CALGARY/VANCOUVER (Reuters) - Canadian regulators urged the government to approve the country’s first overseas oil-export project on Thursday, concluding that Enbridge Inc’s C$7.9 billion (US$7.4 billion) Northern Gateway pipeline plan posed little risk to the environment if the company complied with some 200 conditions.
Two years after a panel of environmental and energy regulators began hearings into the project, it sided against the line’s many opponents and recommended the completion of a project that would allow Canada to expand sales of crude extracted from its oil sands to Asia.
Starting near Edmonton, Alberta, Northern Gateway would run 1,177 km (730 miles) - mostly through the pristine wilderness of northern British Columbia - to Kitimat, a deepwater port on the Pacific Coast.
“Based on a scientific and precautionary approach to this complex review, the panel found that the project, if built and operated in compliance with the conditions set out in its report, would be in the public interest,” it said in a statement.
Environmental activists, the government of British Columbia and aboriginal communities along the line’s proposed route have opposed the project and may launch court challenges.
Indeed, the positive recommendation came as no surprise to Chief Martin Louie of the Nadleh Whut’en First Nation, a member of the Yinka Dene Alliance, who said that he is prepared to go to court to stop the project from going ahead.
“There’s no way this project is going to go ahead. I don’t care who says yes or no,” he said. “This is our country. We never lost it any war and we haven’t given it up to anybody.”
Canada’s Conservative cabinet, which has strongly supported the expansion of the country’s pipeline network, now has 180 days to act on the panel’s recommendation. If the government agrees with it, Northern Gateway would give Canada the means to ship large quantities of oil extracted from Alberta’s tar sands beyond the United States for the first time.
“The panel’s report represents a rigorous, open and comprehensive science-based assessment,” Joe Oliver, Canada’s minister of natural resources, said in a statement. “Now that we have received the report, we will thoroughly review it, consult with affected aboriginal groups and then make our decision.”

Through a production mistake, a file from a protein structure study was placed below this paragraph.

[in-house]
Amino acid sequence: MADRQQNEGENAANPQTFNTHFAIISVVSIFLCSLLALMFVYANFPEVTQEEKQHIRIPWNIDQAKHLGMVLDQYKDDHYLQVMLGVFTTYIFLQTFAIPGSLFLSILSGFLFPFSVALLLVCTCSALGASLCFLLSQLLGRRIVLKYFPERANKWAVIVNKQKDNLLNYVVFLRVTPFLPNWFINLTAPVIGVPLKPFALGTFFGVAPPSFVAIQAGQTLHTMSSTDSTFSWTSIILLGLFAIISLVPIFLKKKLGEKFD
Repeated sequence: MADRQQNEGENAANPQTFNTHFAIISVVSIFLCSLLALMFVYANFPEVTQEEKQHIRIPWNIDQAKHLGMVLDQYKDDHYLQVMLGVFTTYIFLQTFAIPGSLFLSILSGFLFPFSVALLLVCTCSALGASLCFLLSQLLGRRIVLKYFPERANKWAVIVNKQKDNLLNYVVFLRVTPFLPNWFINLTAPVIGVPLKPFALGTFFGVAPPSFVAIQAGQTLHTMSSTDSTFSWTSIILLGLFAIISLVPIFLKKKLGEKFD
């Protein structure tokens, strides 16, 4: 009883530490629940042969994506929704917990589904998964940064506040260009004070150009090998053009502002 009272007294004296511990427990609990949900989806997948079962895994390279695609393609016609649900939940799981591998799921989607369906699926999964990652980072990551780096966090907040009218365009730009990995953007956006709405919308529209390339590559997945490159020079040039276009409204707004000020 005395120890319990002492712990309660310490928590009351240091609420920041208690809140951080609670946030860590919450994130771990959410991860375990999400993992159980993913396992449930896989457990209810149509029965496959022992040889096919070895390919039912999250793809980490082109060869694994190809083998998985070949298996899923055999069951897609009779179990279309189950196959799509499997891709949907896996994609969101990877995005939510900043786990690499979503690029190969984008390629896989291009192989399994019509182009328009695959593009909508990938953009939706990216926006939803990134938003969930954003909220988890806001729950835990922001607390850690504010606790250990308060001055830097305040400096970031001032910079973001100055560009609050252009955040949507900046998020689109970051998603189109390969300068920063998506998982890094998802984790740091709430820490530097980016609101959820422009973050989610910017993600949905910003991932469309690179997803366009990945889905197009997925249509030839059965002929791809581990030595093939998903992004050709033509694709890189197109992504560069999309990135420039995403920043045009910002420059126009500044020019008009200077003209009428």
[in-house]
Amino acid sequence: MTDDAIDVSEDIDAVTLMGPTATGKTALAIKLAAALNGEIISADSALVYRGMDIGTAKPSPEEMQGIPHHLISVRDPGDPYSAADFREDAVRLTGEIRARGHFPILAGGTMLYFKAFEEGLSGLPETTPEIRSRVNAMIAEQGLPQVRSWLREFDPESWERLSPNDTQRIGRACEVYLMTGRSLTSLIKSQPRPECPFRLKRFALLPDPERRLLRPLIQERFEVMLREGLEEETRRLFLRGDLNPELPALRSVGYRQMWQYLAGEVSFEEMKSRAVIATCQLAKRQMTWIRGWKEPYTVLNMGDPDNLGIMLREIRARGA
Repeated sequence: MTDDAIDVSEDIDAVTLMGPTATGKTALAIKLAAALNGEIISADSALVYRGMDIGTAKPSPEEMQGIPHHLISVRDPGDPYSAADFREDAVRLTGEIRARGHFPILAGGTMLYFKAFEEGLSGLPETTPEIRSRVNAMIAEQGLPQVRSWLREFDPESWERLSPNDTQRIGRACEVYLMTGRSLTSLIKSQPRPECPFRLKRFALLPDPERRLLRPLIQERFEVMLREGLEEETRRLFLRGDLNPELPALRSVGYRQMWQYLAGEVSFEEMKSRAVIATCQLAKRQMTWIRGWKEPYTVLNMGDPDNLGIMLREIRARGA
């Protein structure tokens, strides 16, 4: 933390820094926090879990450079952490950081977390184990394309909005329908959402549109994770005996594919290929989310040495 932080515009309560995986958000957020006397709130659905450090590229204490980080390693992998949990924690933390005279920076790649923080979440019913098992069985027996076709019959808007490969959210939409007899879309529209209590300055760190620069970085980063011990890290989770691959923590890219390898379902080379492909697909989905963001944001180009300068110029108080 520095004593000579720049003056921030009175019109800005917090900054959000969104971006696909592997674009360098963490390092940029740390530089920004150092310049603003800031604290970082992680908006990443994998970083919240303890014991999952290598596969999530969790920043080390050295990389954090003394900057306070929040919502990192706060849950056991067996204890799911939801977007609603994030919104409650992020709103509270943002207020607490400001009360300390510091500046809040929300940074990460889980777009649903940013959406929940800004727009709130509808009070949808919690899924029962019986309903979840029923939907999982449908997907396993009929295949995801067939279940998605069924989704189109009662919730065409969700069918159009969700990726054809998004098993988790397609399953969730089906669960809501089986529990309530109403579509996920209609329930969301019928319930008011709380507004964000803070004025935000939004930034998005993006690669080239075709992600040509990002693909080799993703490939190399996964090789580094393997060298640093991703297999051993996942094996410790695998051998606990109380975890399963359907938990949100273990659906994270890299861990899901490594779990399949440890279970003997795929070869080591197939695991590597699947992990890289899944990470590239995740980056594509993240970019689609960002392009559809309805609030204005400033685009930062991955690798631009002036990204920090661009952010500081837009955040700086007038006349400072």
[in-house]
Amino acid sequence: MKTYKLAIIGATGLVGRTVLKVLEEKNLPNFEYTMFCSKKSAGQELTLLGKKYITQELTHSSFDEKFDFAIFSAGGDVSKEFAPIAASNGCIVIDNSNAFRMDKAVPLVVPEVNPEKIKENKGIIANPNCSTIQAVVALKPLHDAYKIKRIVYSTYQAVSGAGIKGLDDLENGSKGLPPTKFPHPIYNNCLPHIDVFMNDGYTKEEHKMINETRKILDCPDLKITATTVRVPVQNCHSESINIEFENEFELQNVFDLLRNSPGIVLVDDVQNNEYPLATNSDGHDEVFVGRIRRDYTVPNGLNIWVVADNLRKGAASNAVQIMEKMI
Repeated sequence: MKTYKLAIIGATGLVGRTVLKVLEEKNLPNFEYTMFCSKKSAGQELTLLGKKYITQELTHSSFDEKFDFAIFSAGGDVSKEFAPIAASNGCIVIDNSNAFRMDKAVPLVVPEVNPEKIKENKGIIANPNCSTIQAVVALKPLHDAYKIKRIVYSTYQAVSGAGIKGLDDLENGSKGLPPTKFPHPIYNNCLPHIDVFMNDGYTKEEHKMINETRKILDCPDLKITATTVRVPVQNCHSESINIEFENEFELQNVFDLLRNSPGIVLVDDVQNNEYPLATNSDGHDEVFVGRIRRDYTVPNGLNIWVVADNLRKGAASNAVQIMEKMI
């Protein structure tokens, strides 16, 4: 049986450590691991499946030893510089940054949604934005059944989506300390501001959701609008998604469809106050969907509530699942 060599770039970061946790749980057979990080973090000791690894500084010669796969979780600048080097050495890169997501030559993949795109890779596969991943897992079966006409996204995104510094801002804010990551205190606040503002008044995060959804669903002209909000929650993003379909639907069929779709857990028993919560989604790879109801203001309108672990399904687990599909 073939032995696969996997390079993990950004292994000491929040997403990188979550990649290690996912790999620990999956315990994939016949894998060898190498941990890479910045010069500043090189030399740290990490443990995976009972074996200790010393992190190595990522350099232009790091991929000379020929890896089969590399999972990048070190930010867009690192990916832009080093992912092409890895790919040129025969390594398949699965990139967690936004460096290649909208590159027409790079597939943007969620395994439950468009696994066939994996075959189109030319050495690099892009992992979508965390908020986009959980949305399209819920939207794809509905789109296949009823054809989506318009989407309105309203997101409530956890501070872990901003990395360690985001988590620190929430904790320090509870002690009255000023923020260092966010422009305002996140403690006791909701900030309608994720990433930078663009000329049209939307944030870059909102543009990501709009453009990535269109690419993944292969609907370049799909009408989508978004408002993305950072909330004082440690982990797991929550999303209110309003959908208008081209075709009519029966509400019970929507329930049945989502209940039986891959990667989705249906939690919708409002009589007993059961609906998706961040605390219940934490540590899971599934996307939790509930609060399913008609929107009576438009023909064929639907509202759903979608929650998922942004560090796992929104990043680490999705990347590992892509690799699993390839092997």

The controversial pipeline would have the capacity to ship 525,000 barrels of oil sands crude per day. A second line would return 193,000 barrels per day of condensate, used to blend into tar-like oil sands bitumen so it can flow on pipelines.
With oil sands production expanding rapidly, Northern Gateway will enable producers to reach high-paying markets in Asia and California, sidestepping the over-supplied U.S. Midwest, where Canadian crudes sell at steep discounts to benchmark prices.
“The decision ... is an important milestone in the process to achieve market diversification for Canada’s valuable oil products,” Greg Stringham, vice president of the Canadian Association of Petroleum Producers, said in a statement.
In its decision the panel acknowledged the aboriginal communities along the route will face disruptions to their traditional lifestyles but said the effects would likely be temporary, even in the case of a large oil spill.
“In the unlikely event of a large oil spill, there would be significant adverse effects on lands, waters, or resources used by aboriginal groups, and that the adverse effects would not be permanent and widespread,” the report concluded.
British Columbia’s government, which did not back the project, said the report represented “progress” but reiterated that Northern Gateway must meet five conditions set out recently by Premier Christy Clark, including aboriginal consultation, environmental safety and revenue for the province.
“There’s no question that economic development is something that is important to all Canadians and to British Columbians, but it can’t be at the cost of our environment,” the province’s environment minister, Mary Polak, said on a conference call.
Enbridge said it would now work on meeting the 209 conditions the panel imposed in its decision and on satisfying British Columbia’s concerns.
“We will closely analyze the panel’s conditions - many of which reflect commitments we put forward at the hearings - and continue to listen and be open to change,” Janet Holder, the Enbridge executive vice president leading the project said in a statement.
Additional reporting by Nicole Mordant, Nia Williams and Cameron French; Editing by Peter Galloway and Lisa Shumaker